Ask Brian is a weekly column by Real Estate Expert Brian Kline. If you have questions on real estate investing, DIY, home buying/selling, or other housing inquiries please email your questions to email@example.com.
Question from Ken near Seattle: Hey Brian, I’m in a newer neighborhood where controlling the cost of homes means tiny yards. These aren’t packed quite as close together as some neighborhoods on the east coast but I’ve come to refer to these as “west coast row houses.” You might know where this is going. There’s nothing much worse than living in this type of neighborhood when you have nightmare neighbors. On one side of me is a guy that blares his TV at full volume all day with the window nearest to me wide open. Two doors down is our neighborhood cat lady – only her four cats are running loose, damaging my flower garden, and screeching at the moon (or something) all night. And I could go on about others further down the street… What can I do to make my neighbors behave better?
Answer: Hello Ken. The easy answer is selling your expensive city home and moving to 10-acres out in the country. But I don’t think that is the answer you are looking for. Fortunately, there are some things you can do to alleviate your issues and even make your neighborhood a better place for everyone.
Sometimes you need to take legal action but most of the time it’s best to begin with a friendly conversation. But know that you can escalate the situation if your neighbor doesn’t correct the problem. A friendly conversation can be started over the fence, or you can make a point of catching your neighbor on the sidewalk, or in their driveway. There’s a good chance the neighbor doesn’t even realize they are doing something that annoys you or stresses you out. If you don’t already know your neighbor, start by introducing yourself and letting him or her know something about you. You don’t’ have to directly attack the behavior that annoys you. You can let them know how much you appreciate a quiet neighborhood and how the noise level around you has been going up. Early in the conversation, it can be a good strategy to ask if you are doing anything that bothers the neighbor you are talking to. Then mention that you’re hearing noisy cats at night and TV volume coming out of people’s homes. Causally ask the neighbor if they’ve noticed the same changes in the neighborhood.
If that doesn’t work, you can get a little more formal. Let the neighbor know that you have something you want to talk to them about. Set up a date and time when the two of you can sit down and talk. It’s still, usually best to not directly attack the other person’s behavior. Instead, let them know how their behavior makes you feel. Let him or her know that you get stressed when their TV is turned up loud with the sound going out the open window that directly faces your home. Most people want to be respectful of others and a little embarrassment will quickly fix the problem. If that still doesn’t fix it, there are more escalation steps you can take.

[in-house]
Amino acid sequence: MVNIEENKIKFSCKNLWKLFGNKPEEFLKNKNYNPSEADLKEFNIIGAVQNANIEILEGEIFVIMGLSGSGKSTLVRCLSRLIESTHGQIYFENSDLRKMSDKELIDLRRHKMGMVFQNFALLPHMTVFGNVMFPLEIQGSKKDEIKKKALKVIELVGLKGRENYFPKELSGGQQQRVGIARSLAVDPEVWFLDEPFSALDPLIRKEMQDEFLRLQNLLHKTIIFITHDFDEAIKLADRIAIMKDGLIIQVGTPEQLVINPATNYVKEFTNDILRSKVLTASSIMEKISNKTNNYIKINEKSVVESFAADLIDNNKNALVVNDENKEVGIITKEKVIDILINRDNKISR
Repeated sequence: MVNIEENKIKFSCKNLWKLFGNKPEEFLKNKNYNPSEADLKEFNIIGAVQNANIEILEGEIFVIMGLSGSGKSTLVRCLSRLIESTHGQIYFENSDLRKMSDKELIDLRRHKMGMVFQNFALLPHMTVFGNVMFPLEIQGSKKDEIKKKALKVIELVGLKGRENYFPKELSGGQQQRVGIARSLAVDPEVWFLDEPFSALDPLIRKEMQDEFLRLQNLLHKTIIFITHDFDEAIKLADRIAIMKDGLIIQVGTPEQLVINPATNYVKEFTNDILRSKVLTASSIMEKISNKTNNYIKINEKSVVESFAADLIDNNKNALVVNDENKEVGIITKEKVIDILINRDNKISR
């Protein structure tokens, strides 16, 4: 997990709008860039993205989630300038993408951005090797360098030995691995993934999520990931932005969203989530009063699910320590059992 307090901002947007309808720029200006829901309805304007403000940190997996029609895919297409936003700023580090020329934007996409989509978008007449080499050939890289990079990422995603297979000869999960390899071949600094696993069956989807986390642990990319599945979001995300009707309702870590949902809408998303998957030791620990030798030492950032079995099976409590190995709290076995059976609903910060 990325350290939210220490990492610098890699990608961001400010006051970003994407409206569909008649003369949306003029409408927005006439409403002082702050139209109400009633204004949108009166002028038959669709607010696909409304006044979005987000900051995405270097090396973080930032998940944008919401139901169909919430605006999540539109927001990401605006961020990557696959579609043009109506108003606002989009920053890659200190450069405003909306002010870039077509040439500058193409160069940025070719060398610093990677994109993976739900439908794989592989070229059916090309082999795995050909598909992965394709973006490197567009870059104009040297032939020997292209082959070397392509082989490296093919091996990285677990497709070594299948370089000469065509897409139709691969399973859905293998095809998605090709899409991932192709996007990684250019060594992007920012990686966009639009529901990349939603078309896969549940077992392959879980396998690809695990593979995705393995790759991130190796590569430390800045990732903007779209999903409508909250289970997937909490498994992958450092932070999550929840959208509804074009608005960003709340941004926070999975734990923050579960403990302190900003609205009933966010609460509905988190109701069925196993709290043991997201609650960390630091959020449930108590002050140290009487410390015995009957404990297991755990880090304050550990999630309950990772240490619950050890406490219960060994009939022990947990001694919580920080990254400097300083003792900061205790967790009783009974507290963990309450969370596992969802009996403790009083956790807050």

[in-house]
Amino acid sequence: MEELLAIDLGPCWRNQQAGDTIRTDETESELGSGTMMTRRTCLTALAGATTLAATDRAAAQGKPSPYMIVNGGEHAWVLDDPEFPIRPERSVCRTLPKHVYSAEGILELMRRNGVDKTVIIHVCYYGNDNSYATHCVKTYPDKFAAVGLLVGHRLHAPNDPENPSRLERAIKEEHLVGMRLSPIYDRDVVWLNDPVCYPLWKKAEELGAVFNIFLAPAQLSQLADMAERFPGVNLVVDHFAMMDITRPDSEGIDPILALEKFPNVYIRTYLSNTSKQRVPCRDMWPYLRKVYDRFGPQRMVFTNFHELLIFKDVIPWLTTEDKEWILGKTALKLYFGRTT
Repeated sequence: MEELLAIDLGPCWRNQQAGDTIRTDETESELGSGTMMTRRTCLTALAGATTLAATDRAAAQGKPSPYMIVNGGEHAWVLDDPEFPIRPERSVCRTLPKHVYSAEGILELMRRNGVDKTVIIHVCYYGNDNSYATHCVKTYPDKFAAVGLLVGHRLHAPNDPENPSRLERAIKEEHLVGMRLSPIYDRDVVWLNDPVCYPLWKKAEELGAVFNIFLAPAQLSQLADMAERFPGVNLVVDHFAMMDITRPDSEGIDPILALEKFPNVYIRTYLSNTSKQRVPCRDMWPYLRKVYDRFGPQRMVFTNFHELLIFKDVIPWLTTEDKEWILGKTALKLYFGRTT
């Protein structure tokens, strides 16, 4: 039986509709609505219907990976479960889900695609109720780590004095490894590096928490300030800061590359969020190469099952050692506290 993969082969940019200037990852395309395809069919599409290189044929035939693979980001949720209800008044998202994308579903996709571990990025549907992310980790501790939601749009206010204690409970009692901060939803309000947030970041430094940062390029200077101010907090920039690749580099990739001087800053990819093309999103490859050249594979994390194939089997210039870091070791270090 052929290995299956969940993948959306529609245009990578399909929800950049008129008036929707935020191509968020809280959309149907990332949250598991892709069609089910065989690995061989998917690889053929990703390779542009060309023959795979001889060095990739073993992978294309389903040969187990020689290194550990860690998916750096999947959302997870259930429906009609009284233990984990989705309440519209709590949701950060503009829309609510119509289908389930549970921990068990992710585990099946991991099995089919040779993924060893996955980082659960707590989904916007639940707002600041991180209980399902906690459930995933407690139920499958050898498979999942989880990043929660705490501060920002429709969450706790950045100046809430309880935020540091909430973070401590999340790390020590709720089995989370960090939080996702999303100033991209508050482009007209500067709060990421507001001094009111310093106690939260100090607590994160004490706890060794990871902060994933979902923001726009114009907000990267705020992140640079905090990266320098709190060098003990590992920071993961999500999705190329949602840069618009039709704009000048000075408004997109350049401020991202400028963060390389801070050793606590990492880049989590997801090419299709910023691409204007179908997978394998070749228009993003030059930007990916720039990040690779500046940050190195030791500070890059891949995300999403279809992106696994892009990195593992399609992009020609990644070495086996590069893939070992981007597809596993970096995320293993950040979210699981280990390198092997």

The next step can depend on your neighborhood and local ordinances. If your neighborhood has a homeowner’s association (HOA), getting the HOA involved is usually the next step. Most HOAs have clear guidelines for everything from landscaping to the height of fences and the color of the houses. HOAs also have more authority than you have. An HOA usually has a formal escalation policy that can begin with a warning but if the behavior doesn’t change, a fine will be imposed by a specific date. If the behavior is severe enough, the HOA often has other remedies such as putting a lien on the property and even forcing the person to sell the house.
In neighborhoods without an HOA, you’re more dependent on the local ordinances. However, local ordinances are almost always less restrictive than HOA rules. For instance, the loud TV might not be covered by an ordinance until after 10 pm or it might involve a certain decibel level out at the sidewalk. Another problem with these ordinances is they may be a low priority for the police and other authorities. Also, the authority may need to witness a problem that might not be occurring when they show up.
This brings up documenting the bad behavior or problem. It is possible to take obnoxious neighbors to civil court. But if you’re going to go to court or use another formal process (such as mediation), you need to have good documentation. Specific dates and times of violations, photos, signed complaints from other neighbors, etc. By the time you get to civil court, you’ll want to have a thorough understanding of the local ordinances. You might easily prove damages to your yard from an unleashed dog but have more trouble being awarded damages for the stress you experience because a neighbor has too many backyard BBQs.
Ken, one thing to be clear about is that criminal and/or dangerous activity needs to be treated more seriously. If there is clearly illegal or dangerous activity going on, you probably want to skip the friendly chat and go straight to the authorities. But most neighborhood disputes can start with a candid talk and kindness. Also, keep in mind there are many other possible solutions. For instance, if there is a renter involved, you can make a complaint to the homeowner (landlord). Fence installation can be a solution to some problems. Your local animal control might help with the neighbor’s cats.
I’m sure I left something important out. Please add your comments.
Our weekly Ask Brian column welcomes questions from readers of all experience levels with residential real estate. Please email your questions or inquiries to firstname.lastname@example.org.
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